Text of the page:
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Hourly Blogger: Are Managers the Reason You Can't Find Employees?

Each time the door shushes open, it’s another customer. It’s good for business, but it’s stressful for me.

Any one of them could present a challenge that I haven’t encountered before, and I’m working alone.

There are four people standing in line at the hotel counter. The current customer is checking into three separate rooms, and the computer system only allows me to check in the rooms one at a time.

Per my manager, I should be able to check in each guest within a two-minute time frame. In the best circumstances, that means the first customer alone will take 6 minutes.

Then, the phone rings. I must answer the phone. No other option exists. The in-person guests sigh as I answer the phone.

The phone call is my manager. He says, “Does room 119 have a dog? You did not charge a dog fee.”

I don’t know the answer to his question off the top of my head other than if they had a dog, I charged the fee. I tell him, “I have customers in front of me.”

He snaps, “Call me back” and hangs ups.

Before I finish checking in the 2nd guest, I hear the text tone on my cell phone. I don’t use my cell phone at work for pleasure. I’m old school. The message, when I check it later, is from the manager asking about the dog fee again.

This same manager has access to security video of the hotel 24/7. He regularly watches employees to see what we are doing. If the dog fee was so imperative, he could have viewed the guest as she entered the hotel and her room to see if she had a dog.

He also could have seen I was busy with guests.

Once I’ve checked the current group in, I check about the dog fee. The guest did not have a dog, and she signed off on the penalty if she did. She had made a reservation via a third-party system and whatever she had entered put her in a pet-friendly room in the system. Ideally, I would have caught it and changed her room assignment, but I missed it. I noted on her record “no pet.”

I haven’t completed my first month at the hotel.

During my first two weeks, two-thirds of the hotel was rented by a large group. On a “busy” night, I might have checked in five guests. Less than a guest an hour is not a lot of practice or training.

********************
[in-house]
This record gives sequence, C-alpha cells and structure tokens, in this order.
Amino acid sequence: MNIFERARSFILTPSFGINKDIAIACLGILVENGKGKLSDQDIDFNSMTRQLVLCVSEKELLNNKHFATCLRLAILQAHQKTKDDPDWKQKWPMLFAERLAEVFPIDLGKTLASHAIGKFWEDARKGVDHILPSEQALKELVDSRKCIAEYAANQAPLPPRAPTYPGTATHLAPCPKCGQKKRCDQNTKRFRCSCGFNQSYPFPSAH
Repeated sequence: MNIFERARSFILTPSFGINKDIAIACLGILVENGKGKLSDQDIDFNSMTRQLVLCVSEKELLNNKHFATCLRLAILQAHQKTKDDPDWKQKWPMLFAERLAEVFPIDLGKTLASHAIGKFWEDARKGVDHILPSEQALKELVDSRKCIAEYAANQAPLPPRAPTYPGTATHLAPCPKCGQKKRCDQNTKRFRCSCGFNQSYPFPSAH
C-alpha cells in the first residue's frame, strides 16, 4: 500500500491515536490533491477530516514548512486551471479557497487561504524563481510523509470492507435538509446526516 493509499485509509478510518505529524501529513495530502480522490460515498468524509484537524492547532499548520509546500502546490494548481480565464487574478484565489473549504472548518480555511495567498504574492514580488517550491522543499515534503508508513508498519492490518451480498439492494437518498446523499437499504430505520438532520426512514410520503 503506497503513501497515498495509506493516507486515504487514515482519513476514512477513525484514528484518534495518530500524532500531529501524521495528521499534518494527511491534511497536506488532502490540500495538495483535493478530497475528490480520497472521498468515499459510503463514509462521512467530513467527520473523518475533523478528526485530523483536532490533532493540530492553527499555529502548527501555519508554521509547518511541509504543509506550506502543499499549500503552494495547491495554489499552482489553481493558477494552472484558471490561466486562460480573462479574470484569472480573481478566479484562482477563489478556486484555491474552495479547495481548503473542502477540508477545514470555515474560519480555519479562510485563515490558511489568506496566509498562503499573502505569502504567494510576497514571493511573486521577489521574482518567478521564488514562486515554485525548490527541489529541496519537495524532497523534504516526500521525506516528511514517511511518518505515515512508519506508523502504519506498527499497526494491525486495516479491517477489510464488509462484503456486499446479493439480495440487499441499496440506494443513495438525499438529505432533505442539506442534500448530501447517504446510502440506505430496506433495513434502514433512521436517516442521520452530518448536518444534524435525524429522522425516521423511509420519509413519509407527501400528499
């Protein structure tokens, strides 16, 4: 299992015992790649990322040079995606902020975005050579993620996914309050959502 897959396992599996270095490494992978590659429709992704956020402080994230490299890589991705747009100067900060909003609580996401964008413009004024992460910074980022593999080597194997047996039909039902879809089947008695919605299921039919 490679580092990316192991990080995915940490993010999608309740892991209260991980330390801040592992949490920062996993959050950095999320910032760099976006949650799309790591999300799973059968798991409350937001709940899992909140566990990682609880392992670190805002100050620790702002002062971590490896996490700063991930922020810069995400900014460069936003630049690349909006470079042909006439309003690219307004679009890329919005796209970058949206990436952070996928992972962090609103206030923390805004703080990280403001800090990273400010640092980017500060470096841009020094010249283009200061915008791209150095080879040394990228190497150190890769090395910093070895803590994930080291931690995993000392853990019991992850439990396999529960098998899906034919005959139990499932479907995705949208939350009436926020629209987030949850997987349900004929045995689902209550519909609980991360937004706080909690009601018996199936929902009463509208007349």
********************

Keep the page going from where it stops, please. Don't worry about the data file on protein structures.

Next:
I’ve done a lot of computer lessons, but few are about the computer system where I need the most help. You see, I’ve got the soft skills everyone wants, but I need a chance to get comfortable with the computer system.

I know what the system can do in general. I just need to know how to make it happen.

After a week, I was left on my own. If I had a question or problem, I was to call the manager on the phone, and he would help me remotely. It was rocky, and there was a lot of him yelling, “I showed you how to do this on the first day.” He may have, but I don’t think he did as much as he thinks.

He also regularly says, “The computer does not make any mistakes,” and “I remember exactly.”

Computers are imperfect as are their users. This week, I found out why some of the information I was inputting was disappearing.

The computer system requires you to input guest information and will NOT save it unless you complete the transaction. I was inputting guest information and then going to a screen to change the type of rate, and the guest information would vanish.

Now I know to make a reservation with bad information that I can change in order to keep the guest’s information. That seems inefficient to me, but it works. I haven’t asked my boss about it because I’m tired of being told I’m stupid. He also puts up his hand so I can talk to the hand. I'm done talking to the hand.